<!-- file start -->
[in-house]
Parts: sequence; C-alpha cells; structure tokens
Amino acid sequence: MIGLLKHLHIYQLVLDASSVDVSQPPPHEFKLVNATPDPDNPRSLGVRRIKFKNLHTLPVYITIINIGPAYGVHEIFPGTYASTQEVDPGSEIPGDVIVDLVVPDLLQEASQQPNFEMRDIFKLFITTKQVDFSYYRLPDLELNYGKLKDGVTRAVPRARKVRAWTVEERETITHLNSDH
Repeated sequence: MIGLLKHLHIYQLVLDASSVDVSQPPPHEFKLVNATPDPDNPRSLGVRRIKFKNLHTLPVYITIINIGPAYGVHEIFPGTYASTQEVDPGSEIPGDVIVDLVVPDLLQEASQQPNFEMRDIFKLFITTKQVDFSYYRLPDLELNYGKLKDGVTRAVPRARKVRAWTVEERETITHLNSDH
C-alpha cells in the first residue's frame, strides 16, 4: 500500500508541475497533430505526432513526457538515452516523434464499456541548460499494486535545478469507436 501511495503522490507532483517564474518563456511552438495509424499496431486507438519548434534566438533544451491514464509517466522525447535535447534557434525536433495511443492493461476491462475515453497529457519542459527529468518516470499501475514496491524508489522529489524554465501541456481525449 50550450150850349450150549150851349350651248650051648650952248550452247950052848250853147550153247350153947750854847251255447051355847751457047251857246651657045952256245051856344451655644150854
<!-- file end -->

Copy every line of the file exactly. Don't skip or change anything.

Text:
[in-house]
Parts: sequence; C-alpha cells; structure tokens
Amino acid sequence: MIGLLKHLHIYQLVLDASSVDVSQPPPHEFKLVNATPDPDNPRSLGVRRIKFKNLHTLPVYITIINIGPAYGVHEIFPGTYASTQEVDPGSEIPGDVIVDLVVPDLLQEASQQPNFEMRDIFKLFITTKQVDFSYYRLPDLELNYGKLKDGVTRAVPRARKVRAWTVEERETITHLNSDH
Repeated sequence: MIGLLKHLHIYQLVLDASSVDVSQPPPHEFKLVNATPDPDNPRSLGVRRIKFKNLHTLPVYITIINIGPAYGVHEIFPGTYASTQEVDPGSEIPGDVIVDLVVPDLLQEASQQPNFEMRDIFKLFITTKQVDFSYYRLPDLELNYGKLKDGVTRAVPRARKVRAWTVEERETITHLNSDH
C-alpha cells in the first residue's frame, strides 16, 4: 500500500508541475497533430505526432513526457538515452516523434464499456541548460499494486535545478469507436 501511495503522490507532483517564474518563456511552438495509424499496431486507438519548434534566438533544451491514464509517466522525447535535447534557434525536433495511443492493461476491462475515453497529457519542459527529468518516470499501475514496491524508489522529489524554465501541456481525449 50550450150850349450150549150851349350651248650051648650952248550452247950052848250853147550153247350153947750854847251255447051355847751457047251857246651657045952256245051856344451655644150854